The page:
If the Istanbul Convention is approved, the EU’s police powers will magnify.
“I am strictly against a European Superstate!” Jean-Claude Juncker, President of the European Commission, told a press conference earlier this year. However, some of the Commission’s recent political initiatives make his claim seem insincere.
Currently, the European Union (EU) is a free market block which has no right to prosecute, arrest or punish individuals and is thus failing to meet Max Weber’s definition of a state—namely, “a human community that (successfully) claims the monopoly of the legitimate use of physical force within a given territory.” If the Istanbul Convention (IC) is ratified by the EU, this is very likely to change.
The IC is a Council of Europe convention that opposes violence against women and domestic violence. The issue of ratifying the IC has become a divisive force within a number of European countries. Proponents of the IC claim that it aims to combat violence against women. However, socially conservative opponents argue that in some countries, this measure would introduce a currently unknown distinction between “sex” and “gender.” As of June 2018, Bulgaria, the Czech Republic, Hungary, Ireland, Latvia, Lithuania, Luxembourg, the Slovak Republic, and the United Kingdom have not ratified the document.
The debate around the IC demonstrates that liberal-left media and non-governmental organizations have become important instruments for Brussels to exert influence on Member States. Therefore, it is not surprising that the ratification of the IC implies an obligation to provide additional governmental resources for their work (Article 8). But when examining the IC, more important issues are at stake than the commitment to create a financial safe haven for liberal-left ideas just before the upcoming 2019 EU elections, when an anti-establishment change of course may be expected.
Until last year, only individual states had become parties to the IC. But on June 13, 2017, Commissioner Věra Jourová signed the document on behalf of the EU Commission, indicating the EU’s intention to become a party to the IC via a unanimous European Council vote. This step is significant in view of the commitment made by ratifying this treaty — namely, to “prevent, investigate, punish and provide reparation for acts of violence… perpetrated by non‐State actors”.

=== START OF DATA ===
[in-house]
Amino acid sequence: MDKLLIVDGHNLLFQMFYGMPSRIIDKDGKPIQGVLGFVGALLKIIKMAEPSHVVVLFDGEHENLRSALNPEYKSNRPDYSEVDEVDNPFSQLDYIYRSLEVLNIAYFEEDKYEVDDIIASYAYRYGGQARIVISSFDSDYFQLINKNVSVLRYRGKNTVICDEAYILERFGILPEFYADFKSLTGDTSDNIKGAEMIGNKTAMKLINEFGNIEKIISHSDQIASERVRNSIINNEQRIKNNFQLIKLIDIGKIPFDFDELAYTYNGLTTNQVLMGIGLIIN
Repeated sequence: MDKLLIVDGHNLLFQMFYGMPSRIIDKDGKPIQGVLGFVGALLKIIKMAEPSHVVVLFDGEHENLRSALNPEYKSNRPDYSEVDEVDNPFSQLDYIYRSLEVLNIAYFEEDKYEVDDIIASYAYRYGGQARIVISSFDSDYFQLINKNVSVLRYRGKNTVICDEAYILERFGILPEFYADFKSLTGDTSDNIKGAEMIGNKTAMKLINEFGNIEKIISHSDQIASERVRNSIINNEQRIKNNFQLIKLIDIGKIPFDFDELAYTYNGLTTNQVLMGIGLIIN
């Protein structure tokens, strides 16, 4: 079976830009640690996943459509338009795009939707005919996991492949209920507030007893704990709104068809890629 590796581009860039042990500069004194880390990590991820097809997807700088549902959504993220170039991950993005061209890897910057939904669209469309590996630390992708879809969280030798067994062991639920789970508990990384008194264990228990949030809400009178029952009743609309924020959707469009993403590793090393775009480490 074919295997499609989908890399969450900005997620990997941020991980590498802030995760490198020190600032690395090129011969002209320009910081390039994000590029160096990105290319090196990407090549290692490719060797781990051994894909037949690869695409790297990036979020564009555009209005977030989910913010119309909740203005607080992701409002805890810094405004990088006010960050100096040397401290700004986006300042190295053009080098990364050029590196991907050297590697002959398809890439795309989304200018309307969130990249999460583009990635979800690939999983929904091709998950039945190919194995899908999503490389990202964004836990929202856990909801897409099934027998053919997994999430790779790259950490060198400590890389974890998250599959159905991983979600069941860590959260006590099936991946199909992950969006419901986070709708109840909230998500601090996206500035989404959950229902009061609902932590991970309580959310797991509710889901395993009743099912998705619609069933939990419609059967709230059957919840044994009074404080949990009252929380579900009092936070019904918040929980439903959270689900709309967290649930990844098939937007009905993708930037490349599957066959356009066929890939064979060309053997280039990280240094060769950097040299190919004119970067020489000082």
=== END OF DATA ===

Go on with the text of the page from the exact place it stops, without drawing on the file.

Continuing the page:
We must then ask how the EU can fulfill its obligations outlined in the convention without having centralized prosecution, law enforcement, and correctional capacities, and no right to target individuals. To us, there are two possible explanations:
(1) Brussels is prepared to make commitments without intending to meet them; or
(2) Centralized EU prosecution, law enforcement, and correctional facilities are about to be established. In other words, the IC could provide the necessary unanimous European Council vote for the EU to build institutions to exercise power directly over individuals, thus transforming the EU from a free market bloc into a Superstate.
The intensity with which Brussels is acting to push individual Member States to ratify the convention leads us to believe that the second scenario is more probable. Over the past 200 years, Napoleon, Hitler, and Stalin all made attempts at political consolidation of Europe. Today, we are most likely witnessing a fourth attempt. It will probably fail as did the previous three, but yet again, the ordinary people of Europe will pay a high price.
The attempted ratification of the IC by the EU and the plan to remodel the Eurozone into a transfer union are unequivocal signs that Brussels is trying to create a Superstate without a prolonged public debate and without obtaining the consent of the European people. To succeed, this dramatic shift must happen before the EU election in May 2019, when anti-establishment parties are likely to become influential enough to block it.
“Never believe anything in politics until it is officially denied” is Otto von Bismarck’s advice, encouraging skepticism toward whatever a politician claims to be doing or thinking. Today, this should become the mental attitude of ordinary Europeans toward Brussels in general and Juncker’s words in particular.